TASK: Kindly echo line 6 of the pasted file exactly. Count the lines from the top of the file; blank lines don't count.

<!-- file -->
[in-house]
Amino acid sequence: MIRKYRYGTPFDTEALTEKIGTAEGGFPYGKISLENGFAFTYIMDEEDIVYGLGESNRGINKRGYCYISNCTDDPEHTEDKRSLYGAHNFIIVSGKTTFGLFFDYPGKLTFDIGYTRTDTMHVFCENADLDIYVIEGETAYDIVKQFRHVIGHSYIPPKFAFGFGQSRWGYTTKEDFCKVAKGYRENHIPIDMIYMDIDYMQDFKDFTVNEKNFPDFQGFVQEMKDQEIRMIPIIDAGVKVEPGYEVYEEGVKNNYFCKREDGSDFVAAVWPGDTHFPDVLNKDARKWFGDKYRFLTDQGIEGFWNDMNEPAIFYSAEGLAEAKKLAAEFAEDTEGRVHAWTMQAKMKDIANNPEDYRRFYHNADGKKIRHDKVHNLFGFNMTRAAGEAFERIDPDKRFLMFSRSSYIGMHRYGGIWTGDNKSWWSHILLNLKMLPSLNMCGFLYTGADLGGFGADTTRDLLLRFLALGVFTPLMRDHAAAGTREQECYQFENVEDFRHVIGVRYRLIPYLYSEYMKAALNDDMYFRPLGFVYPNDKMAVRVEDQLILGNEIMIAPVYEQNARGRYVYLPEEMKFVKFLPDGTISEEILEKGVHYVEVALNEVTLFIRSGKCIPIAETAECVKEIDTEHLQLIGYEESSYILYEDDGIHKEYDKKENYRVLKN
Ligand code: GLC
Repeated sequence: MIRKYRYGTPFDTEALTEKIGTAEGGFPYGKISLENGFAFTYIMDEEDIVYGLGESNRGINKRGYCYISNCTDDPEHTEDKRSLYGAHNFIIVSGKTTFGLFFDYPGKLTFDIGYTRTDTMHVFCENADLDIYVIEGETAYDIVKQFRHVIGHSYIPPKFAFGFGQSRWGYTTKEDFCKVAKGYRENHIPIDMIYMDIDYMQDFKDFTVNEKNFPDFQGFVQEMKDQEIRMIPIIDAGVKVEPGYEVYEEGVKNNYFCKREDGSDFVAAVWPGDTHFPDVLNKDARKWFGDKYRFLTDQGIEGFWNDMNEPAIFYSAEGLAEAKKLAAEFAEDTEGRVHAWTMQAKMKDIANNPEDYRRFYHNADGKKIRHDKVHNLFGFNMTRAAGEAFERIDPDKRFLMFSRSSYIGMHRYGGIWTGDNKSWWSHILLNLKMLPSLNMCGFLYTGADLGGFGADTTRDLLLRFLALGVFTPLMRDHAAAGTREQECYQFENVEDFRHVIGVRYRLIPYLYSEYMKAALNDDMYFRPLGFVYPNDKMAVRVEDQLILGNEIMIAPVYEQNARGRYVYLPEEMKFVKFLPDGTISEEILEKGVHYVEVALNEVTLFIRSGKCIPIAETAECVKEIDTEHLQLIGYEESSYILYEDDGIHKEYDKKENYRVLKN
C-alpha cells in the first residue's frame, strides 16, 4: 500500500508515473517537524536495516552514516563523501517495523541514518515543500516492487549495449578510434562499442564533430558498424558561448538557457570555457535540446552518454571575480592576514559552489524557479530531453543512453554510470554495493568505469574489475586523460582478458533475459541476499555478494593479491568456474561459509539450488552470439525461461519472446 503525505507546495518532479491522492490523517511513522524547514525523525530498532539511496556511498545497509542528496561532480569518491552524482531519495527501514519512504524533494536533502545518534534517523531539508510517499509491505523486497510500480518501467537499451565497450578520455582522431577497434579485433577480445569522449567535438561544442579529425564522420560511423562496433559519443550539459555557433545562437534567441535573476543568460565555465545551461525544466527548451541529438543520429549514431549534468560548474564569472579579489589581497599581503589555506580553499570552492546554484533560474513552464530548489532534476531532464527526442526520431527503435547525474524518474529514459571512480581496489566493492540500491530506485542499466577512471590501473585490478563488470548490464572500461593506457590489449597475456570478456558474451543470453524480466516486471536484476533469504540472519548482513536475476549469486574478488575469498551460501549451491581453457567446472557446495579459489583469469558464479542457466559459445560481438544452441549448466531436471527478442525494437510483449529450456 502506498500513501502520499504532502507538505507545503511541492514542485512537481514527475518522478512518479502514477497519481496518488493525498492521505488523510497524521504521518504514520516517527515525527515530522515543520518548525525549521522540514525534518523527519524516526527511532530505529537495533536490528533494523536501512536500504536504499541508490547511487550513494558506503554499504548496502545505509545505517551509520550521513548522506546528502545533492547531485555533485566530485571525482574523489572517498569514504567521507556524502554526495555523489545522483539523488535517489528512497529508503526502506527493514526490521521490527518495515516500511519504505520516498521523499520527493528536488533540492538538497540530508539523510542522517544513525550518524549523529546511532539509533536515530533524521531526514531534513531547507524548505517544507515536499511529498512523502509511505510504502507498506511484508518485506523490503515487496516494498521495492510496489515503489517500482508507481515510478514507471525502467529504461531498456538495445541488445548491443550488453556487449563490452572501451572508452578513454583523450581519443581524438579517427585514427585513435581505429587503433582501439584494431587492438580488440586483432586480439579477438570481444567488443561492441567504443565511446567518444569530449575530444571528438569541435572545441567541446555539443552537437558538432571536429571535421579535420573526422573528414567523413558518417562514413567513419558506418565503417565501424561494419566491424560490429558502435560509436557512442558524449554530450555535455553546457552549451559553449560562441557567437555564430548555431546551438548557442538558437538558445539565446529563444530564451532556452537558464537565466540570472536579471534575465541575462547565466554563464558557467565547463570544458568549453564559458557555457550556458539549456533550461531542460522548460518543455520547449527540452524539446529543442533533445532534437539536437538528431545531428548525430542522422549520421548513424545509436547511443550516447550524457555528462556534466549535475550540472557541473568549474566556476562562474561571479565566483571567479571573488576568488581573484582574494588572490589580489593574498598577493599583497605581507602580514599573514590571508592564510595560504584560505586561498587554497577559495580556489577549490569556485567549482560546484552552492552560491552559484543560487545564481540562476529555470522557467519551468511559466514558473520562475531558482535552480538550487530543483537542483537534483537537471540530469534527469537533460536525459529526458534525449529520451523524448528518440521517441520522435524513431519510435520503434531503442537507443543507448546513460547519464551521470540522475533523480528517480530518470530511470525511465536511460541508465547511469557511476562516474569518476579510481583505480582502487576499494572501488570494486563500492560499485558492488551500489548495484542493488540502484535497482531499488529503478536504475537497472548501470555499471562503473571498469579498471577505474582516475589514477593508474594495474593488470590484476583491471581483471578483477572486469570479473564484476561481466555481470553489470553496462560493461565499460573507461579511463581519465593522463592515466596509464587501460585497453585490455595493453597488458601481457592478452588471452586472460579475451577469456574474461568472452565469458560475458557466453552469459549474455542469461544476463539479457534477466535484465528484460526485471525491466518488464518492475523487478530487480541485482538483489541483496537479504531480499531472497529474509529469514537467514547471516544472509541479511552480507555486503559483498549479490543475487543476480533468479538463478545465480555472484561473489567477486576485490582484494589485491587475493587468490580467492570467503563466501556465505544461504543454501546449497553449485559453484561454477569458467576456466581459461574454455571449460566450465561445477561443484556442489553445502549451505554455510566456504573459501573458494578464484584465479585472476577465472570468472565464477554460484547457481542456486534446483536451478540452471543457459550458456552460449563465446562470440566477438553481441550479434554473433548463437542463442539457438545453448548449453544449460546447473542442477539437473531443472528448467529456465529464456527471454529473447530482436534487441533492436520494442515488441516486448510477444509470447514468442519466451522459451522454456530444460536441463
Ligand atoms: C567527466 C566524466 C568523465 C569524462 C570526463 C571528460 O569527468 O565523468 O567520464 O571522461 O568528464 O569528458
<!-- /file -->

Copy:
Ligand atoms: C567527466 C566524466 C568523465 C569524462 C570526463 C571528460 O569527468 O565523468 O567520464 O571522461 O568528464 O569528458